Arya's In-Flight Asian Film Festival

cityundersiege

City Under Siege
Director: Benny Chan
Hong Kong

Easily the worst movie I saw on this endeavor. I have to admit I didn't even bother finishing it, so feel free to dismis this review as easily as I dismissed the movie. Though do keep in mind that I was stuck on a plane, with plenty of time to kill, and the dulling pain of the economy class seat and a four year old sitting next to me was an escape from this movie.

It concerns a hidden treasure of Japanese mutagen buried in Malaysia during WWII when the Allied bombed them to shits. Decades later, it is found by a Chinese circus troupe, who uses their newfound superpowers to spring a crime spree rampage throughout the city. The only person who can stop them is an infected Sunny, the bullied circus clown who dreams of becoming a skilled knife thrower like his legendary father. It's barely fifteen minutes into the movie, and we're already treated with terrible jokes, sappy backstories and acting so awful it transcends the language barrier. No matter. Soon they all have superpowered wire fu with some bad CGI thrown in.

Director Benny Chan turns up the camp for this one, except I don't believe he meant it as camp, having seen his at-once extravagant and schmaltzy New Police Story, Gen-X Cops and Rob-B-Hood. Chan seems to be sincere in wanting people to take his over-the-top actions seriously, and even expect our emotional involvement in the ludicrous personalities of his characters. What, we're supposed to feel proud when Sunny lives up to sepia-toned flashbacks of his dad? City Under Siege promises to be X-Men with loads of kung fu, but it has the aesthetic grace of the Vanilla Ice portion in Teenage Mutant Ninja Turtles II.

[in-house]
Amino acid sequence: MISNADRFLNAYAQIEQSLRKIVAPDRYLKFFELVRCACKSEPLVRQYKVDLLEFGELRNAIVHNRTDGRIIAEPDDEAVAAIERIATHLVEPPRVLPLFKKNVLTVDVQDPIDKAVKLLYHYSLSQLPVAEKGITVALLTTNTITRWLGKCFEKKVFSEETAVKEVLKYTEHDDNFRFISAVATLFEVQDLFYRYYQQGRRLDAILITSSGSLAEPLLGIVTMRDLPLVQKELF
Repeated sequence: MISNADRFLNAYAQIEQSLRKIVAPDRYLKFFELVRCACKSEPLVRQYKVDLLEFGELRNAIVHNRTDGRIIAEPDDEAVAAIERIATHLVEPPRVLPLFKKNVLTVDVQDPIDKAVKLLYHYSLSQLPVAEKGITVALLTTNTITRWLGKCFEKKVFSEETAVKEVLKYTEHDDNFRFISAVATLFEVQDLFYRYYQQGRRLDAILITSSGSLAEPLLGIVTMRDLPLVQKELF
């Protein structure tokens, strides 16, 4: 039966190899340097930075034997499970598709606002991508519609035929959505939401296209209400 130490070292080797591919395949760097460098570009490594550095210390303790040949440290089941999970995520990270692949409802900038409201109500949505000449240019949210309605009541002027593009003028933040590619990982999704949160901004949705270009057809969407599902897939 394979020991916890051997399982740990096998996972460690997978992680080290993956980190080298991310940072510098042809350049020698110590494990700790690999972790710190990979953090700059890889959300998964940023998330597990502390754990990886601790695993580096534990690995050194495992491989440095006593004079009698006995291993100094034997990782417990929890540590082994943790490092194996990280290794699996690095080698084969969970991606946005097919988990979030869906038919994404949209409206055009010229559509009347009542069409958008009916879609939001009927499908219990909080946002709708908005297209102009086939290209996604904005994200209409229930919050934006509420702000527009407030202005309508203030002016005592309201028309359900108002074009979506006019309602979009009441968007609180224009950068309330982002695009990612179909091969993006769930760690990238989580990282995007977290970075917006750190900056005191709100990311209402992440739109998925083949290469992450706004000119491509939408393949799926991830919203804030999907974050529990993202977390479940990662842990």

US release unknown.



Feb
05
2011
Arya Ponto • Contributor

As former Editor of JPP, Arya likes to entertain peeps with his thoughts on pop culture, when he's not busy watching Battle Royale for the 200th time. He lives in Brooklyn with a comic book collection that's always the most daunting thing to move with, and writes for Artboiled.com.

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